Wiesel Addresses Brazil’s Congress
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Wiesel Addresses Brazil’s Congress

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Characterizing the Bible as his “favorite constitution,” Elie Wiesel urged the Brazilian people to adopt a democratic constitution that would reflect scriptural values, including respect for human rights, concern for the poor and defenseless and an open door to those in need of refuge.

“Give a haven to those who feel alienated from their former world,” he said, adding: “A society is judged by its attitude towards strangers.”

Wiesel, here to receive the Grand Cross of the Order of the Southern Cross — highest civilian medal awarded by the Brazilian government — made his remarks Monday in an address to the Constitutional Congress, a joint assembly of legislators and government officials charged with creating a new constitution for the country, which is making the transition from military rule to democracy.

The award, presented by Abren Sodre, Brazil’s Foreign Minister, was given to Wiesel for his contributions to international peace. While in Brasilia, the country’s capital, the Nobel Peace Prize recipient also met Monday with Brazilian President Jose Sarney and other government officials and dignitaries.

Rabbi Henry Sobel, spiritual leader of the Congregacao Israelita Paulista in Sao Paulo, largest Jewish congregation in Latin America, is accompanying Wiesel during his three-day visit to Brazil. The Nobel laureate is a guest of the congregation and the Confederacao Israelita do Brasil, the central body of the Brazilian Jewish community, which is affiliated with the World Jewish Congress.

Sobel pointed out that Brazil was the “largest Catholic country in the world” — with some 117 million Catholics — and that leading Catholic prelates would be greeting the Nobel laureate. “Mr. Wiesel’s visit,” he said, “will strengthen efforts to build Catholic-Jewish understanding in Brazil and, because he is so identified with Israel, will also focus sympathetic attention on Israel’s role as a free and democratic nation in the Middle East.”

Earlier this year, a commission of 10 Catholic and Jewish leaders headed by Sobel issued a 187-page “Guide for a Catholic-Jewish dialogue in Brazil.”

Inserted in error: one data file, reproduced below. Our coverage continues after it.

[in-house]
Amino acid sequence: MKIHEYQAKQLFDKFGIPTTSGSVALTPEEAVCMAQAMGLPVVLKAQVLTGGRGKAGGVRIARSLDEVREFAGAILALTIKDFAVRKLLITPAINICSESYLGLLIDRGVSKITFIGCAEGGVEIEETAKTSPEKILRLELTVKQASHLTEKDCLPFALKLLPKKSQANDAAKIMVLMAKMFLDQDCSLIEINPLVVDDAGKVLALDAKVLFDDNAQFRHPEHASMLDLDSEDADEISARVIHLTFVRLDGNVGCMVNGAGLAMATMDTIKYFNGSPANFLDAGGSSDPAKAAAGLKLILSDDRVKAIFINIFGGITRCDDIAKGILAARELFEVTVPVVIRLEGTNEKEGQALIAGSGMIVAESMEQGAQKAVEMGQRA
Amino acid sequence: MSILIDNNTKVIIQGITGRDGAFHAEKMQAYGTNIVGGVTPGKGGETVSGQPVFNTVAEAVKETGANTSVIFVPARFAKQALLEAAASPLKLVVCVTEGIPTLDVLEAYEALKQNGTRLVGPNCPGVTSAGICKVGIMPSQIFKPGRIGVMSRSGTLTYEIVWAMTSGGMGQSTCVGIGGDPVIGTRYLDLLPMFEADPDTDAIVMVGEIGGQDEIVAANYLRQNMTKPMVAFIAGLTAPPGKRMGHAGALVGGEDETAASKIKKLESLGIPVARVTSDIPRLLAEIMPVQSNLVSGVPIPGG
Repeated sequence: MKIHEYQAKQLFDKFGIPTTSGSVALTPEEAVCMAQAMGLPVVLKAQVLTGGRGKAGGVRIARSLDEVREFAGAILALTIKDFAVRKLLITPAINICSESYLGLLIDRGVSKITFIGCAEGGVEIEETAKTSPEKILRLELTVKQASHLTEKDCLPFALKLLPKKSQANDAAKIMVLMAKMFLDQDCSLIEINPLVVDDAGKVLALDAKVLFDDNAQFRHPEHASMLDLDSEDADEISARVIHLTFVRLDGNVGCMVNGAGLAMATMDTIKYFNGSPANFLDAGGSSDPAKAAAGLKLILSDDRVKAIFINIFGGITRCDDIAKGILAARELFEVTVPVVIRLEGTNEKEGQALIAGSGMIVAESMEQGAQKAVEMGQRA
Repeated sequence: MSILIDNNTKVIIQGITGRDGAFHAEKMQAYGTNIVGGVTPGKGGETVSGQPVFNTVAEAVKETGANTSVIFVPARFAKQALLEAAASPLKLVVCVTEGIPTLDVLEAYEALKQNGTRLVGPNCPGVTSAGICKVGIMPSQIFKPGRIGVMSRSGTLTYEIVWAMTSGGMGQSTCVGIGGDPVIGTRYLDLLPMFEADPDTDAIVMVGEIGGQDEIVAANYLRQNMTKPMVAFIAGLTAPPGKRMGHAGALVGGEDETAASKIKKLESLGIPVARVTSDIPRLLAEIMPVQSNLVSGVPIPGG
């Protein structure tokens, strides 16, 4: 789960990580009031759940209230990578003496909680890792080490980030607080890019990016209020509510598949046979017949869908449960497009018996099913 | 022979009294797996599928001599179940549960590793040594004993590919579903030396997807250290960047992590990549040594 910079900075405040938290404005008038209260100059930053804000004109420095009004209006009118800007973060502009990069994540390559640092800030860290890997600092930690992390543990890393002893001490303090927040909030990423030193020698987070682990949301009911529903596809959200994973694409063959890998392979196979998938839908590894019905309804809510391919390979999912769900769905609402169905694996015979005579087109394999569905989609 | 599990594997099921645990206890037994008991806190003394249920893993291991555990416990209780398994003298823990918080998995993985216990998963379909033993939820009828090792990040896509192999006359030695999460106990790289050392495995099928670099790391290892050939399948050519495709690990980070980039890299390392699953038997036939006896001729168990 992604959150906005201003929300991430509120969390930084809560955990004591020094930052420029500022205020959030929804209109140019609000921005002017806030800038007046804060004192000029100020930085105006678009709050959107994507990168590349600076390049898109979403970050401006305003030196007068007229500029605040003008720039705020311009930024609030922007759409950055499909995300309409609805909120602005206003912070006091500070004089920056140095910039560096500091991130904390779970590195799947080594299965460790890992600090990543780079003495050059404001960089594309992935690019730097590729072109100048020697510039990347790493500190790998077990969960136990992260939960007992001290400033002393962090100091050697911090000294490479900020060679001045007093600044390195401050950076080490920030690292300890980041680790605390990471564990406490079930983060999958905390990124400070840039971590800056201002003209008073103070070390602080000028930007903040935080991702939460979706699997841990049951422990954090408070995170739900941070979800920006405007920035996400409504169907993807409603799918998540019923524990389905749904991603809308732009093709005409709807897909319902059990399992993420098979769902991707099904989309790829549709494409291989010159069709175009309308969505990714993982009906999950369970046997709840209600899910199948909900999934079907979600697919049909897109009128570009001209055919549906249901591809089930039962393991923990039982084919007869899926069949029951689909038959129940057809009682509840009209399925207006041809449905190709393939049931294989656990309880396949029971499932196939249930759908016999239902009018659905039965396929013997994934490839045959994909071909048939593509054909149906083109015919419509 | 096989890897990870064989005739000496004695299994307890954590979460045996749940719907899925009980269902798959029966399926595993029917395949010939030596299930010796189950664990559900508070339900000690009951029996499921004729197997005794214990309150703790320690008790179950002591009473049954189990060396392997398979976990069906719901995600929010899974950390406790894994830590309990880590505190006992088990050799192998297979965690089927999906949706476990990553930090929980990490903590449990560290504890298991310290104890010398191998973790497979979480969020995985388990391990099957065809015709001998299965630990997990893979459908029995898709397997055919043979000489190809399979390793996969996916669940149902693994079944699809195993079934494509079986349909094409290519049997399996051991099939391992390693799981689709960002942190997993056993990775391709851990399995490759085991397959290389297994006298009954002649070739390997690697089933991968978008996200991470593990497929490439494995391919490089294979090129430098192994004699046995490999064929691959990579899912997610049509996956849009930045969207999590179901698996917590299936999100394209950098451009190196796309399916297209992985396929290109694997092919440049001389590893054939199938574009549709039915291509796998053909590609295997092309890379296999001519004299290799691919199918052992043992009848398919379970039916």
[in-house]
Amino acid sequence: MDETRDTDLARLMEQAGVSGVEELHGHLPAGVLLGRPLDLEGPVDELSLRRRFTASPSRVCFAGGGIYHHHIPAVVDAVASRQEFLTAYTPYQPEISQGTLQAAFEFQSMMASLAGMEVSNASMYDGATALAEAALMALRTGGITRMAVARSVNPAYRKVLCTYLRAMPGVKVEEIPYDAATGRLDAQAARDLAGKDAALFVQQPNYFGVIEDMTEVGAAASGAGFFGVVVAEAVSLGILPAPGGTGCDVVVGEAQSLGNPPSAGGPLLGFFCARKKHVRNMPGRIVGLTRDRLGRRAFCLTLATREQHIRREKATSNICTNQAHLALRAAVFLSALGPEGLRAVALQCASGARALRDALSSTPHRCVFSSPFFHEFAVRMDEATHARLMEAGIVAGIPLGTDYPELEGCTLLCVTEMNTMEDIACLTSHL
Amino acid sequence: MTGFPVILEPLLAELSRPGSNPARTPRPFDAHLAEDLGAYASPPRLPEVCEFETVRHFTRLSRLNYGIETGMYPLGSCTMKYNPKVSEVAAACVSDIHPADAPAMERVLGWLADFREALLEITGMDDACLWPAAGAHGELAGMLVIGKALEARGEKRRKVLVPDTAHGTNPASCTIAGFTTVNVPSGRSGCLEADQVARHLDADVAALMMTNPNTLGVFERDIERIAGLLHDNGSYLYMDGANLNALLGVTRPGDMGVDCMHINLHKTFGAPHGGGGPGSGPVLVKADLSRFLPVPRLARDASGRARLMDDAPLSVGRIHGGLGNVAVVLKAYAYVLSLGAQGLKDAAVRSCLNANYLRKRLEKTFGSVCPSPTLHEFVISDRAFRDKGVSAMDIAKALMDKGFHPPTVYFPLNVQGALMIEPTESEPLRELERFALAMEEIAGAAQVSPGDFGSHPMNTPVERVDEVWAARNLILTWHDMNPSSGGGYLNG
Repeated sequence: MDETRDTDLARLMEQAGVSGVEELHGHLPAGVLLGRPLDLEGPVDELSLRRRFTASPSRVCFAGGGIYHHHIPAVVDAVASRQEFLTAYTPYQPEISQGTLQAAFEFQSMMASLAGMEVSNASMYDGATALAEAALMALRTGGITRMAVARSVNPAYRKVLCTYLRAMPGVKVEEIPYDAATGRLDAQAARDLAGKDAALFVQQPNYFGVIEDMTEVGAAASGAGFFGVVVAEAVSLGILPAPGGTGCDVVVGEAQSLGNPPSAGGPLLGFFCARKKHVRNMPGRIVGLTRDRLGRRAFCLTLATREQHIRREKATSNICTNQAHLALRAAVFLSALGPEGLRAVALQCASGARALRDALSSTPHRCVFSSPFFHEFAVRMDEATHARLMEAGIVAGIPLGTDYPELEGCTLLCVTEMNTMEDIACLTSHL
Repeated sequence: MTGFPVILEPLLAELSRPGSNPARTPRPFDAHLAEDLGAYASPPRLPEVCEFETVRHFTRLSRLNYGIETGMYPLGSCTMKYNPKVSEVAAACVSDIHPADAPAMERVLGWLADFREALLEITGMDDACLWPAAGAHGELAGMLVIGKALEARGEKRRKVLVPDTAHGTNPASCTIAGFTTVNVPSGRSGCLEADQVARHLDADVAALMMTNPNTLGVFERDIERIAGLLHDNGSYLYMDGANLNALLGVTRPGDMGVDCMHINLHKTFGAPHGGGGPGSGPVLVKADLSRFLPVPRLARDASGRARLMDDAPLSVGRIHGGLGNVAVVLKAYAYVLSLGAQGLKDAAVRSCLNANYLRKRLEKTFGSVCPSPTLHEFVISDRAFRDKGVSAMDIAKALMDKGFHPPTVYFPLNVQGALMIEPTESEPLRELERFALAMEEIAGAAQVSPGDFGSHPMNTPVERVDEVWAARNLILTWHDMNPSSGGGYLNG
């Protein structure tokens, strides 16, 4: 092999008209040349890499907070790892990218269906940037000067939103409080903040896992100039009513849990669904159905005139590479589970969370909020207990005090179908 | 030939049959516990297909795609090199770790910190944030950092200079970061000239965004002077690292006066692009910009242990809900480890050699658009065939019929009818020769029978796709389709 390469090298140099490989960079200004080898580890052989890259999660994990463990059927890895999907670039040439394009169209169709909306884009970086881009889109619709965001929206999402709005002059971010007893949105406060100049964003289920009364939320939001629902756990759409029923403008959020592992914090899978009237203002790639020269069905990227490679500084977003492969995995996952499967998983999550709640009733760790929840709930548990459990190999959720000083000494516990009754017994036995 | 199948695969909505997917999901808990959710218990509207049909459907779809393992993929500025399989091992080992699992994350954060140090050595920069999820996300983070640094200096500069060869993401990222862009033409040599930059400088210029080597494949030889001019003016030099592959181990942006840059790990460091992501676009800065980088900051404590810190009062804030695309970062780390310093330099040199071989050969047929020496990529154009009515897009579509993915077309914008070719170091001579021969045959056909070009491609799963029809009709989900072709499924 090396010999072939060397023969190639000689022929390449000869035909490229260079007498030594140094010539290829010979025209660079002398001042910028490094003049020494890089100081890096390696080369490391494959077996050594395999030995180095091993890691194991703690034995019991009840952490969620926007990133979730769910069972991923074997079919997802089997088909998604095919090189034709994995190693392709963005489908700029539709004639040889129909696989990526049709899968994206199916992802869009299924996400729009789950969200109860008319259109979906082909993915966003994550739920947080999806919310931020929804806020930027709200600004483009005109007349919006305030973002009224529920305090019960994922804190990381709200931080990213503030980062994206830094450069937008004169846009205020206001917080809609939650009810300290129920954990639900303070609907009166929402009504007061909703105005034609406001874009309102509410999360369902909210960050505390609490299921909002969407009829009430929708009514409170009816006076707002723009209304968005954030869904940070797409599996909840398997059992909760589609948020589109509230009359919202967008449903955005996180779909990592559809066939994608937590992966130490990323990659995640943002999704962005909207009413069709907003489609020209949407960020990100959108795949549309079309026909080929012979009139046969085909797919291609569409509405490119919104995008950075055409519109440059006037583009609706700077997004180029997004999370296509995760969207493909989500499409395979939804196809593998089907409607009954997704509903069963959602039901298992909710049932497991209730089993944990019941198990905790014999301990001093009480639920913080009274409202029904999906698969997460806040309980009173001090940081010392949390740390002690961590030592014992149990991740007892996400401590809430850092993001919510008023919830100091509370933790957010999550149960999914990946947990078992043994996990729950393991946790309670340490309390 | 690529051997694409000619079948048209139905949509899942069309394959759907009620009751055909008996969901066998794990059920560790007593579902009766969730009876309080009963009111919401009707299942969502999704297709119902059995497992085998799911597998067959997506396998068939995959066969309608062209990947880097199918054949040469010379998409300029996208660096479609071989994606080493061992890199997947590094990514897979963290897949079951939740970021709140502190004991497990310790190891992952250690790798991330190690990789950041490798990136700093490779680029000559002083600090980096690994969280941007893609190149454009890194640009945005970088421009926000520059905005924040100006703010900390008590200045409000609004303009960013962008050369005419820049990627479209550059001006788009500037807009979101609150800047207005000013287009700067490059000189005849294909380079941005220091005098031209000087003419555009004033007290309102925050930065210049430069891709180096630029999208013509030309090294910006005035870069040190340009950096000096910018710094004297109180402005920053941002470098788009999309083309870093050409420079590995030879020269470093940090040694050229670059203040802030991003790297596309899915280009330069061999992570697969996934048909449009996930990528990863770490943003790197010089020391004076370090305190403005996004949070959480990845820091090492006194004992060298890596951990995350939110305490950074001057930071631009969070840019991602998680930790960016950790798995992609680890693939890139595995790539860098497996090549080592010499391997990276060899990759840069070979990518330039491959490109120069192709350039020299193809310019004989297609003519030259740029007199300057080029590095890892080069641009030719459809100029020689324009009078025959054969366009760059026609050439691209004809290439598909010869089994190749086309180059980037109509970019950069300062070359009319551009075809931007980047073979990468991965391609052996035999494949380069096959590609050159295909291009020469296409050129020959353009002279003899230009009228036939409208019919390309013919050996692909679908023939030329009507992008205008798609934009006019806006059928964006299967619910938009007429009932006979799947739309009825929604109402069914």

In his address to the Constitutional Congress, Wiesel noted that “as a son of the Jewish people, I view Scripture as the most eloquent moral code of behavior for nations, groups and individuals alike.”

He said that as a Jew his experience made him aware of perils that could threaten any society as well as of “hopes that must be offered to any individual anywhere.” He urged the Brazilian leaders to view their projected constitution not as a contract but as a “covenant between government and the citizens.”

No people, he said, is superior or inferior to another and no nation is holier than another. “No religion,” he added, “is closer to truth or to God — the source of truth — than another.” Racism, Wiesel pointed out, “is sinful and ethnic discrimination outrageous.”

Praising Brazil as a nation that has been immune to racism, he also urged the rejection of religious fanaticism as a course that “leads to hate, not to salvation, just as political extremism begets hostility, not security.”


He also urged that the country speak up for Soviet Jews “whose only desire is to join their families in Israel… Speak up for dissidents everywhere who use non-violent methods to obtain freedom for themselves and their friends,” Wiesel said. “Based on the moral imperatives that would be part of your constitution, adopt a policy of interference in other countries’ affairs when human rights are violated and when peace is in danger.”

Tuesday night Wiesel was scheduled to address Sobel’s congregation at the Sao Paulo synagogue. More than 5,000 persons, including government officials and Catholic Church dignitaries, are expected to attend.

Brazil’s 150,000 Jews make up the second largest Jewish community in Latin America. Only Argentina’s Jewish population is larger. In Brazil, relations between the Jewish community and the Catholic Church are marked by “theological and political sensitivity, commitment and vision,” according to Sobel.

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